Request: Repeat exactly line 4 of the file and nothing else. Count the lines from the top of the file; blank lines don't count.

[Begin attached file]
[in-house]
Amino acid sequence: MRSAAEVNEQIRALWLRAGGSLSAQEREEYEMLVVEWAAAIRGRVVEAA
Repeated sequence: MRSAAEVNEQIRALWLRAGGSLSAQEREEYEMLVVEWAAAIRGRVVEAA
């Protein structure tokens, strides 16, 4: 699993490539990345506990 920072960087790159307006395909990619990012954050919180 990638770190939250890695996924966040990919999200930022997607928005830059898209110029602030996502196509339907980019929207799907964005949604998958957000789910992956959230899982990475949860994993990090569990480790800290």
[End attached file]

């Protein structure tokens, strides 16, 4: 699993490539990345506990 920072960087790159307006395909990619990012954050919180 990638770190939250890695996924966040990919999200930022997607928005830059898209110029602030996502196509339907980019929207799907964005949604998958957000789910992956959230899982990475949860994993990090569990480790800290």